Vinnie Head played for Mott Street. He was a big guy and swung a long bat. Most stickball players used a broom handle for a bat, but Mott Street used longer bats. They got them in a store in Little Italy and were essentially a custom bat. Vinnie used a bat about a foot longer than a broom handle and when he got all of the ball it went like it was fired out of a cannon. It was common for Vinnie to strike out once in a game and sometimes twice, but the games against Mott Street were usually close, so he always was a threat whenever he came up. Over the years he beat us more than a few times with the long ball in the late innings of a game.
It was 1961 and we were playing Mott Street at PS 51. Vinnie hit one of the hardest line drives I have seen straight at me in right field. When the ball left the bat it seemed to hang in the air for an instant and then I realized how fast it was going. The ball went through the infield about eight feet high and when it got about two thirds through the schoolyard it started to slowly rise. It was still rising when it hit the first floor of the building and bounced back into the schoolyard. I had never seen a ball hit that low on the wall and go into the schoolyard without bouncing in the street first. If Vinnie had hit that ball on Mulberry Street, it would have landed on the right field sidewalk way out there by East Houston Street. Outfielders played Vinnie deep, but no one could have caught up to that ball it was moving so fast. In my mind, I have seen that line drive hundreds of times since Vinnie hit it. Did he smoke that ball.
There were a number of players who hit the ball hard, but the three guys in the stories hit the ball just a little harder than the rest. The three hardest hit balls I have seen hit were the low line drive Lilo hit in PS 51, the ball Biggie chopped over the water tank on Mulberry Street and the line drive Vinnie Head hit off the first floor of the building at PS 51. It was something to see a one story high line drive go deep into the outfield, hit a wall and bounce around out there. I loved to see them just as long as they were not hit against my team. Only the hard hitters could hit them and you didn’t see it often even though we played a lot of stickball, much more than guys play today. The next time you see a one story high line drive go deep into the outfield and past the deep fielder, keep it in mind. You may not see another ball hit that hard for a long time.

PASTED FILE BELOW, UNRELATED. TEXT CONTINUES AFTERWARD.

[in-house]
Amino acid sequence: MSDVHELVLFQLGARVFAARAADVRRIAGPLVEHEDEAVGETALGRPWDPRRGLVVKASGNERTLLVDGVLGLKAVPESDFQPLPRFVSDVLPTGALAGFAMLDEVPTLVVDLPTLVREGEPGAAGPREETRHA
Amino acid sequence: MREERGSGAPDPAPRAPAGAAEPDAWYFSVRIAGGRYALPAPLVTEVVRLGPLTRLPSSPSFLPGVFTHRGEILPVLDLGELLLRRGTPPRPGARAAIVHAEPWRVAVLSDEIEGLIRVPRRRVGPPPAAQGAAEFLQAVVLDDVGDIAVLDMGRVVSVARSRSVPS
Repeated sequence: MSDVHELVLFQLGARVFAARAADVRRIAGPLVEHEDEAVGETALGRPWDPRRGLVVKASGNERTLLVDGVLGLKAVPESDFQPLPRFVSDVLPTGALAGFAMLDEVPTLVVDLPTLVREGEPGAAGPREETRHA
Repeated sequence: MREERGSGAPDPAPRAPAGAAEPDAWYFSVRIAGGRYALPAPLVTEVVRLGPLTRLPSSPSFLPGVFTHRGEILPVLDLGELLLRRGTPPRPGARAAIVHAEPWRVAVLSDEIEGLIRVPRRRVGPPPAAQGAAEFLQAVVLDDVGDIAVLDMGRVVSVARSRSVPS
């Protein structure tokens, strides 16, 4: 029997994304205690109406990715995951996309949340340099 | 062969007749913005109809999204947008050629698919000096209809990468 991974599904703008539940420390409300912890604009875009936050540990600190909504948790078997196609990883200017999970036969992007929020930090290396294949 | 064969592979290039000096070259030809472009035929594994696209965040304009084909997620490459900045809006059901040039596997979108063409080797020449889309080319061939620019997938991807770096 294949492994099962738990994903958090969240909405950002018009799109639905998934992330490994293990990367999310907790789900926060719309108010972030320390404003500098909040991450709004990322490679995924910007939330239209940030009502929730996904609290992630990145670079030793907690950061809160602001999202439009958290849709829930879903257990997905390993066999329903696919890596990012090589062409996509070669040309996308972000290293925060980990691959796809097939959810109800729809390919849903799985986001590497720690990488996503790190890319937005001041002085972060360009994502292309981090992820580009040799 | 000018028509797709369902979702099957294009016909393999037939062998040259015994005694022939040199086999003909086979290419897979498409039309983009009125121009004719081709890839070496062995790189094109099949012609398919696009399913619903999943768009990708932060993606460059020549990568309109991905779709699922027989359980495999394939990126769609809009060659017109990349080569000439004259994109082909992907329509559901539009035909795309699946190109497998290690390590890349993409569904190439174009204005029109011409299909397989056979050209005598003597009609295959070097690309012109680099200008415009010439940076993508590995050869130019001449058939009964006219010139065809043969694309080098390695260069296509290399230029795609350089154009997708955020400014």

The stories I have been writing deal mainly with hitting, but there were great fielding plays also. The problem in writing about them is that it’s too hard to do them justice with words. You have to see them, so I don’t mention them much. However, there is one part of the game I would like to mention and that is hustle.
Years ago, the top teams played hard, especially some of the teams from Manhattan. They ran hard, slid into bases and would take you out if you were in the way. At the end of the day you would see asphalt slide marks on their clothes like you see dirt marks on a baseball player’s uniform. Teams that played on concrete like PS 51 and PS 60 didn’t slide much unless it was a big game. You just got tore up too much, but we slid when we had to. There were some tough dudes playing stickball back then. When I see pictures of the clean pretty jerseys and short pants players wear today, I wonder if running hard and sliding is still part of the game. If it isn’t, it’s understandable. If it is, then there are still some tough dudes playing stickball. Maybe a little crazy also.